I'm sorry you've gotten the diagnosis. Is there any chance that instead of also having fibro, that the symptoms you've been experiencing all along are related to your having MS? It certainly would be easier to have to manage just one disease, than two.
At any rate, many of us here are on one or the other of the drugs now being prescribed for MS. Sandy described it pretty well: since MS is a progressive disease, and since any flare or exacerbation or progression (not all progression is apparent through experiencing a flare!) can lead to increased disability,
I do whatever I can, to slow the course of the disease. I've had MS for nearly 24 years, now. I've been on Betaseron for the last 12 (it only came on the market about 15 years ago).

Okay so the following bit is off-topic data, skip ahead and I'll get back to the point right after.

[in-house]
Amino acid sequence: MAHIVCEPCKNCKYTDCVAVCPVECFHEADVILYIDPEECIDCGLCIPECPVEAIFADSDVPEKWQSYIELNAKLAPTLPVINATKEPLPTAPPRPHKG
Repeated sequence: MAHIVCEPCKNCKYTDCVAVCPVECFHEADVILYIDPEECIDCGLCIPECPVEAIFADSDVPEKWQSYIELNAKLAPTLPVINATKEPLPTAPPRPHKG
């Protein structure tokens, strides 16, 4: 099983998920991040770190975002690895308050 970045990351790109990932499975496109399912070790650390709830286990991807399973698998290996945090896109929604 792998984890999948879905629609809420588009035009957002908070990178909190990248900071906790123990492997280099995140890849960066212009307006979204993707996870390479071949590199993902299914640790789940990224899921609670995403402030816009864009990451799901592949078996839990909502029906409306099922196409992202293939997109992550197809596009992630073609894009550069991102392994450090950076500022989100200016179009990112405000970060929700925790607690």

Sure, sticking yourself with a needle is never comfortable. There are lots of folks who will help you learn how to do it, and over time, it becomes routine. The side effects of the interferon-based medicines (Rebif, Avonex, Betaseron) can be unpleasant, but are manageable. Copaxone has some side effects, too, but again, they're manageable.
The GOOD news is that there is a choice! You can start with one, and if it really becomes too difficult, you can switch to another. You can study the materials and decide whether you want to deal with one injection a week, or every other day, or daily, how the different requirements of the meds might fit into your lifestyle (some require refrigeration, others don't), whether you'll need assistance to inject (and how comfortable your helper will be with the various kinds of injections -- muscular, or under the skin).
And again...if one doesn't seem comfortable for you, there's a choice. Not that many years ago, there was no viable treatment for MS at all.